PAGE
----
Weezer (Red Album) Review

artist: weezer date: 08/14/2008 category: compact discs
weezer: Weezer (Red Album)
Release Date: Jun 3, 2008
Label: Geffen
Genres: Rock
Number Of Tracks: 10
The Red Album is the rarest of modern music combinations: being both immediate and having the quality of growing better upon each subsequent listen.
 Sound: 7
 Lyrics: 7.8
 Overall Impression: 7.4
 Overall rating:
 8.1 
 Reviewer rating:
 7.4 
 Users rating:
 8.7 
 Votes:
 165 
reviews (5) 58 comments vote for this album:
overall: 8
Weezer (Red Album) Reviewed by: sixhundredsix, on june 03, 2008
4 of 4 people found this review helpful

Sound: "Make Believe" may have put Weezer back on top of the charts, but in many ways it further alienated a fan base calling for a true sequel to their self-titled debut and it's follow up, "Pinkerton". Many accused lead songwriter Rivers Cuomo of "selling out" by writing a set of radio songs, especially the hit "Beverly Hills". Others pointed fingers at producer Rick Rubin for pushing the band towards an overly mainstream sound and even Rich Costey for a loud, muddled mix. It is with this in mind that Weezer recorded the follow up to "Make Believe", another self-titled album dubbed "The Red Album". Initially recording again with Rubin, he was quickly dismissed in favor of the band producing themselves and later bringing in Jackknife Lee, who also worked on R.E.M.'s "Accelerate" album. In many ways, this album mirrors "Accelerate" in that it's a "back to basics" approach both lyrically and musically. Lyrical standouts include lead single "Pork and Beans", which responds literally to demands given to Cuomo at a meeting with Interscope Records over the need of a radio single - including suggestions that he work with "Apologize" producer Timbaland. "Heart Songs" details Cuomo's love of songs from his youth, including his first time hearing Nirvana's "Nevermind" album. Musical standouts include opener "Troublemaker", closer "The Angel and the One," possibly the best closing track since "Only in Dreams" and "The Greatest Man That Ever Lived (Variations On A Shaker Hymn)", named after a Facebook group created in Cuomo's honor, which combines multiple genres of music into one multi-movement track. // 8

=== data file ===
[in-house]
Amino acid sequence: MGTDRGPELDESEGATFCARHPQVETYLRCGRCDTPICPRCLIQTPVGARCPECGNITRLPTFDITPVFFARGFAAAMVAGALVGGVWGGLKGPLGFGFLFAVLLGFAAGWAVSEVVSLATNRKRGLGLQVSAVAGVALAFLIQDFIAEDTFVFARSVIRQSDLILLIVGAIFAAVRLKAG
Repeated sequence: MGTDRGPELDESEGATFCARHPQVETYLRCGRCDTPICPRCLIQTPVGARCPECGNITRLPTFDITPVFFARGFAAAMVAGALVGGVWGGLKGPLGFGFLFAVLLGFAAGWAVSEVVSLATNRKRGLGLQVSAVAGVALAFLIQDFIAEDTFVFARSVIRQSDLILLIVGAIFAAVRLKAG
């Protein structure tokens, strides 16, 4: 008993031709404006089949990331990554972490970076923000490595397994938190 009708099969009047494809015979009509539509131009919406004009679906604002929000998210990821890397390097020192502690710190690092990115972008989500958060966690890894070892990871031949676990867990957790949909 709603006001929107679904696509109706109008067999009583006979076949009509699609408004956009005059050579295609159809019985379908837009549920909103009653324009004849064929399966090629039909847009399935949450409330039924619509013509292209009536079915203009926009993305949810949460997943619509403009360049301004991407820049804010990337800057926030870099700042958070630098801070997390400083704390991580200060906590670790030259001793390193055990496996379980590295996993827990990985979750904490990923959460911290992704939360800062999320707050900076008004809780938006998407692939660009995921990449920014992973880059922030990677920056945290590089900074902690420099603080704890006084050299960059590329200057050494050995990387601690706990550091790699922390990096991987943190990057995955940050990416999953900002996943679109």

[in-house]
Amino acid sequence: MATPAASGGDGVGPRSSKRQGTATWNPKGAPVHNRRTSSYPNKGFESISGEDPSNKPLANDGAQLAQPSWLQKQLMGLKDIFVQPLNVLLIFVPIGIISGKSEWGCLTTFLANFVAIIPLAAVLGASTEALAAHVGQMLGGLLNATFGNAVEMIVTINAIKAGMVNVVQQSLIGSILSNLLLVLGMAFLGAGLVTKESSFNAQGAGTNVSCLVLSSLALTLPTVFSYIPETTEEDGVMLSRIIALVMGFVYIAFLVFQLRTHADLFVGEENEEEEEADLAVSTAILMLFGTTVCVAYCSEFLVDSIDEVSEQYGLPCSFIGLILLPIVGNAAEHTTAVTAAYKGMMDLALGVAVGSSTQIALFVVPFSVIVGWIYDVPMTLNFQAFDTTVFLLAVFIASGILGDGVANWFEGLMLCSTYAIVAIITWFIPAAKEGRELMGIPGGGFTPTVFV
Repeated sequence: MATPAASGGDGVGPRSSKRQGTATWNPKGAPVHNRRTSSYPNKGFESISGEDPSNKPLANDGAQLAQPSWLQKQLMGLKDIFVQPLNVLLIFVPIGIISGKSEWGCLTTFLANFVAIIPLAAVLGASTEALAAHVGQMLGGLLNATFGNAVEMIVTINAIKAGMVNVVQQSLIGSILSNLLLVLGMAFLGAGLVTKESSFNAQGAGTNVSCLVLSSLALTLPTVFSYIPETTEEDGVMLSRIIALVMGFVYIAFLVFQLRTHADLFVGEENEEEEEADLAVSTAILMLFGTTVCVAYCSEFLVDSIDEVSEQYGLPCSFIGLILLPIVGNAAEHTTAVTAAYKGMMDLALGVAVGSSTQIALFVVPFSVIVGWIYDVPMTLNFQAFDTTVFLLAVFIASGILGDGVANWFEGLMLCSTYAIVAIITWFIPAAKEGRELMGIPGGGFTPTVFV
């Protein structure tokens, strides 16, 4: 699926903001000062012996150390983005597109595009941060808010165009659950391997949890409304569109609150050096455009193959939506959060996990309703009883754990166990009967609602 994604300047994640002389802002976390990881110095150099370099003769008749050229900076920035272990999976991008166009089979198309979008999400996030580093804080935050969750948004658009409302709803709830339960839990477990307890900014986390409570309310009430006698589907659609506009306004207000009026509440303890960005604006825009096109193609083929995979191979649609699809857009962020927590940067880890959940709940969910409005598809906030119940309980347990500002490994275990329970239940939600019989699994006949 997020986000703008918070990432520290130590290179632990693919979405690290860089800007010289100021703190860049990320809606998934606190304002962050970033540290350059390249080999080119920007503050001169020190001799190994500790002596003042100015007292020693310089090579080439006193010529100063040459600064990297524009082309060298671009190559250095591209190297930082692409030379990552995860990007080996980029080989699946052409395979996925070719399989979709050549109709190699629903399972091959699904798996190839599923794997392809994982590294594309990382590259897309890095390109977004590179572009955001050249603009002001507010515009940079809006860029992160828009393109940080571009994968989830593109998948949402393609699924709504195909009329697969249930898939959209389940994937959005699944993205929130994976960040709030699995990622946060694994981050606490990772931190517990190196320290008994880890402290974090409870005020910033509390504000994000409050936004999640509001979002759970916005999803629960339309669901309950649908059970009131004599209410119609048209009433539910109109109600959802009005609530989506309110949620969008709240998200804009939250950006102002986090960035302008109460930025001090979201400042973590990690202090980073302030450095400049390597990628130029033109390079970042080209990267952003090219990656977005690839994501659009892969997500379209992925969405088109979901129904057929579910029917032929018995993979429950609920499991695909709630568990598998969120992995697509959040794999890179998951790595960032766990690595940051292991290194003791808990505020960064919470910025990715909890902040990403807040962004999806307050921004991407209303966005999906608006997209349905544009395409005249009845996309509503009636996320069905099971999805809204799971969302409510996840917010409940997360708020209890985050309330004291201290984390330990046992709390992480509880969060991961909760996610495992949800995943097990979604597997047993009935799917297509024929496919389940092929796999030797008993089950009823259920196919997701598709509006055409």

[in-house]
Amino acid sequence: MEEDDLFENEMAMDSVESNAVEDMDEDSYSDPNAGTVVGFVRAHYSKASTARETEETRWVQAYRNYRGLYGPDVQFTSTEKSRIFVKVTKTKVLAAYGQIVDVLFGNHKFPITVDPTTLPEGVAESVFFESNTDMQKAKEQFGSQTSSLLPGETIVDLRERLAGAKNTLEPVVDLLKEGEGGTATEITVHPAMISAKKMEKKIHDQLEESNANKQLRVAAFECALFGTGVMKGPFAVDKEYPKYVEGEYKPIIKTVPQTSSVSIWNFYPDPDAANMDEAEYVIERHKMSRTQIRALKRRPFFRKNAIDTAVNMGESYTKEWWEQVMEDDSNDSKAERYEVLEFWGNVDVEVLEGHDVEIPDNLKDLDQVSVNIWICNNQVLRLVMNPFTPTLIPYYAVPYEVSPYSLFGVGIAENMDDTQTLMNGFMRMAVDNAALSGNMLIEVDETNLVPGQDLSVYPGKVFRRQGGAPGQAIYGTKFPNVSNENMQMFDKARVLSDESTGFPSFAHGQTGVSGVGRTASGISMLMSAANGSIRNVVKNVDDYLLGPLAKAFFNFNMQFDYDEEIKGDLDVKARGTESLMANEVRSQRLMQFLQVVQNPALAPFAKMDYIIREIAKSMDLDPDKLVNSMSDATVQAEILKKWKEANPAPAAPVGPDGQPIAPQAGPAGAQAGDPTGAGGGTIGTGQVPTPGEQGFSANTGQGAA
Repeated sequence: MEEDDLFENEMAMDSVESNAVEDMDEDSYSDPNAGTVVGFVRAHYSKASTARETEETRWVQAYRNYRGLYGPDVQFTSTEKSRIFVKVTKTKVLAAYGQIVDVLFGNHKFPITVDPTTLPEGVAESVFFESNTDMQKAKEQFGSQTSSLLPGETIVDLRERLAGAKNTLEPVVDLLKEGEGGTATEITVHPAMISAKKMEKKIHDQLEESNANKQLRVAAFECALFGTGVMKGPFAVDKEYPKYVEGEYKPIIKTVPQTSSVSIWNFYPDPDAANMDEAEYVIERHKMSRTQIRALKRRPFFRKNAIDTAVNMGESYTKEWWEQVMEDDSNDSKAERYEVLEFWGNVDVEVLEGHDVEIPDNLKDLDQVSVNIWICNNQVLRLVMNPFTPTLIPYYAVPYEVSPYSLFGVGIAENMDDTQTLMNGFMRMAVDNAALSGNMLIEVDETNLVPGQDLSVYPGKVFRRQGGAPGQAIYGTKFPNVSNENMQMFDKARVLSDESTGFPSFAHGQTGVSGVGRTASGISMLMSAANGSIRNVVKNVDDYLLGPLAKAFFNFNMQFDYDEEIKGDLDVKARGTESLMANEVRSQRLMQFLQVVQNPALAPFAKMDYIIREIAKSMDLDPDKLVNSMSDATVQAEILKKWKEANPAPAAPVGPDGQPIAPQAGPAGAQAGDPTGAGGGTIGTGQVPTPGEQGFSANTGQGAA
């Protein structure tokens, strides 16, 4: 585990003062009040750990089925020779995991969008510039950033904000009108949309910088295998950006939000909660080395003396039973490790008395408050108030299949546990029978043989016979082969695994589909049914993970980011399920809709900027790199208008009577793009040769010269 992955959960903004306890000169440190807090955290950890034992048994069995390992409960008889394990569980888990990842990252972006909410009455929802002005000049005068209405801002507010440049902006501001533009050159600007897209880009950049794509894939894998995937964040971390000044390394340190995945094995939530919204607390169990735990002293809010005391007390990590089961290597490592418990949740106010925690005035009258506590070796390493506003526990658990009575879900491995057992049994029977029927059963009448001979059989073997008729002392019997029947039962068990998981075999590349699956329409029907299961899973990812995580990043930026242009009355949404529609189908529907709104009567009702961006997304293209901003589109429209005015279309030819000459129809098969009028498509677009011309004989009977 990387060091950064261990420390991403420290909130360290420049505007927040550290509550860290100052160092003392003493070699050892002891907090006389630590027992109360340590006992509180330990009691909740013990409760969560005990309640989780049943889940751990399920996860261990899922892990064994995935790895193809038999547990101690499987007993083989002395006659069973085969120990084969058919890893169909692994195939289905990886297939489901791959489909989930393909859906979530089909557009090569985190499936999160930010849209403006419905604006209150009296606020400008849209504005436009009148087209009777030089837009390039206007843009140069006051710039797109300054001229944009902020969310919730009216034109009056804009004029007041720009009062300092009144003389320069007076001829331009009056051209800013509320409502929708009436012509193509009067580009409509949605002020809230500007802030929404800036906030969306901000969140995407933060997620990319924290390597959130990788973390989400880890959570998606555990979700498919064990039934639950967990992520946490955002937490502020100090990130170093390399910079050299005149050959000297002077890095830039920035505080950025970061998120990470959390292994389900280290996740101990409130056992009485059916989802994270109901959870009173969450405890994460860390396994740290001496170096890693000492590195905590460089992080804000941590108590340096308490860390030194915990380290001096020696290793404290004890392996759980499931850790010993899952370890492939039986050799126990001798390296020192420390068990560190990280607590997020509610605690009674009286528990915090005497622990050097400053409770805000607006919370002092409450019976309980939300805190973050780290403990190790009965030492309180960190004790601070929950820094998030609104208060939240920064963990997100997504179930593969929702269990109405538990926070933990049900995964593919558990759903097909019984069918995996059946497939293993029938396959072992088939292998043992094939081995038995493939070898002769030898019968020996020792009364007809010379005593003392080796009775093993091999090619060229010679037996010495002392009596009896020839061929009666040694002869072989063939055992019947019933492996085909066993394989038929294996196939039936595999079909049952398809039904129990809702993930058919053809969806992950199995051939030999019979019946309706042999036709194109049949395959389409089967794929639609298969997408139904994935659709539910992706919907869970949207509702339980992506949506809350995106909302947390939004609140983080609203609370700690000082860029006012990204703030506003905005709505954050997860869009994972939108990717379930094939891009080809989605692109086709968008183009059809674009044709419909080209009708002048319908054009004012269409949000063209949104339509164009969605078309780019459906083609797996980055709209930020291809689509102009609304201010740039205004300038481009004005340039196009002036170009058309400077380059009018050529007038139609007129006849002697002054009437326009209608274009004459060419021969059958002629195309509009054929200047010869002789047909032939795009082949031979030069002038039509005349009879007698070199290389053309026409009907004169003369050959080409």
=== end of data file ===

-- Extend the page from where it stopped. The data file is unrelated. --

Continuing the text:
Lyrics: The album plays heavily into Weezer's "geeky" image and especially Cuomo's awkwardness in the spotlight. He refers to "working out at the gym to fit my underwear" in "Pork and Beans" and "I'm gonna play some heavy metal riffs and you will die" on "Troublemaker". Transparent love anthems from previous albums are gone in favor of more "storytelling," especially on "Heart Songs" and "Everybody Get Dangerous". "The Greatest Man..." features Cuomo's strongest vocal performance, showing an improved high range especially. For the first time on a Weezer studio album, other members of the band contribute lead vocals alongside Cuomo, and this is where the album stumbles a bit. Rhythm guitarist Brian Bell's "Thought I Knew" is unremarkable and bassist Scott Shriner's "Cold Dark World" is by far the weakest track. The only bright spot is drummer Pat Wilson's "Automatic", with Rivers substituting on drums, which features the only, albeit quite short, guitar solo on the album. Wilson's track matches up with Cuomo's work in vocal and lyrical quality as well, making it a must listen on the album. // 8

Overall Impression: The album as a whole, including several deluxe bonus tracks like "Pig" and covers such as "The Weight" by The Band, is a worthy purchase. While it is not a rehash of their first two releases, as many fans have desired, "The Red Album" is their most solid release both musically and especially lyrically since that time. Along with "Saturday Nights and Sunday Mornings" from the Counting Crows and "Accelerate" from R.E.M., this is one of the strongest "revival releases" this year, reminding us how great these guys can really be. // 8

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overall: 5.3
Weezer (Red Album) Reviewed by: unregistered, on june 10, 2008